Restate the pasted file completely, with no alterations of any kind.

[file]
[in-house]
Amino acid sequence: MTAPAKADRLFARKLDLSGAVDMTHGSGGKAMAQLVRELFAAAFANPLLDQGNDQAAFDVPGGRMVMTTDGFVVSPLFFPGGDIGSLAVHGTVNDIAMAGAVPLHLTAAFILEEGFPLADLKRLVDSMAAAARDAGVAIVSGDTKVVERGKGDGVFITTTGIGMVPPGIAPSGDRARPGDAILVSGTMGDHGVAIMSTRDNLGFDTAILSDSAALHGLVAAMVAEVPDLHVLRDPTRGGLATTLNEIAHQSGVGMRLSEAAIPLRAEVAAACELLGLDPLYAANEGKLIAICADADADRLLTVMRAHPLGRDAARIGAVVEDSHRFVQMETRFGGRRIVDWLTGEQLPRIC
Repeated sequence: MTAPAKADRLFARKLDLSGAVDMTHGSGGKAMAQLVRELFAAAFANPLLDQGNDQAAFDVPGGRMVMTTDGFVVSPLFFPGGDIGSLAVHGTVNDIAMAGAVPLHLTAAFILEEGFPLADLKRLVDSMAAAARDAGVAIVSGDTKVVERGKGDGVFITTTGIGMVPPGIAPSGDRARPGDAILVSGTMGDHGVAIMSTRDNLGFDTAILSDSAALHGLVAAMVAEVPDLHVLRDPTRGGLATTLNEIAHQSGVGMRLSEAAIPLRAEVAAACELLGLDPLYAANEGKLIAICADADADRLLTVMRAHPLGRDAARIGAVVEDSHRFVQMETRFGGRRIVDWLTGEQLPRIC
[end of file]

[in-house]
Amino acid sequence: MTAPAKADRLFARKLDLSGAVDMTHGSGGKAMAQLVRELFAAAFANPLLDQGNDQAAFDVPGGRMVMTTDGFVVSPLFFPGGDIGSLAVHGTVNDIAMAGAVPLHLTAAFILEEGFPLADLKRLVDSMAAAARDAGVAIVSGDTKVVERGKGDGVFITTTGIGMVPPGIAPSGDRARPGDAILVSGTMGDHGVAIMSTRDNLGFDTAILSDSAALHGLVAAMVAEVPDLHVLRDPTRGGLATTLNEIAHQSGVGMRLSEAAIPLRAEVAAACELLGLDPLYAANEGKLIAICADADADRLLTVMRAHPLGRDAARIGAVVEDSHRFVQMETRFGGRRIVDWLTGEQLPRIC
Repeated sequence: MTAPAKADRLFARKLDLSGAVDMTHGSGGKAMAQLVRELFAAAFANPLLDQGNDQAAFDVPGGRMVMTTDGFVVSPLFFPGGDIGSLAVHGTVNDIAMAGAVPLHLTAAFILEEGFPLADLKRLVDSMAAAARDAGVAIVSGDTKVVERGKGDGVFITTTGIGMVPPGIAPSGDRARPGDAILVSGTMGDHGVAIMSTRDNLGFDTAILSDSAALHGLVAAMVAEVPDLHVLRDPTRGGLATTLNEIAHQSGVGMRLSEAAIPLRAEVAAACELLGLDPLYAANEGKLIAICADADADRLLTVMRAHPLGRDAARIGAVVEDSHRFVQMETRFGGRRIVDWLTGEQLPRIC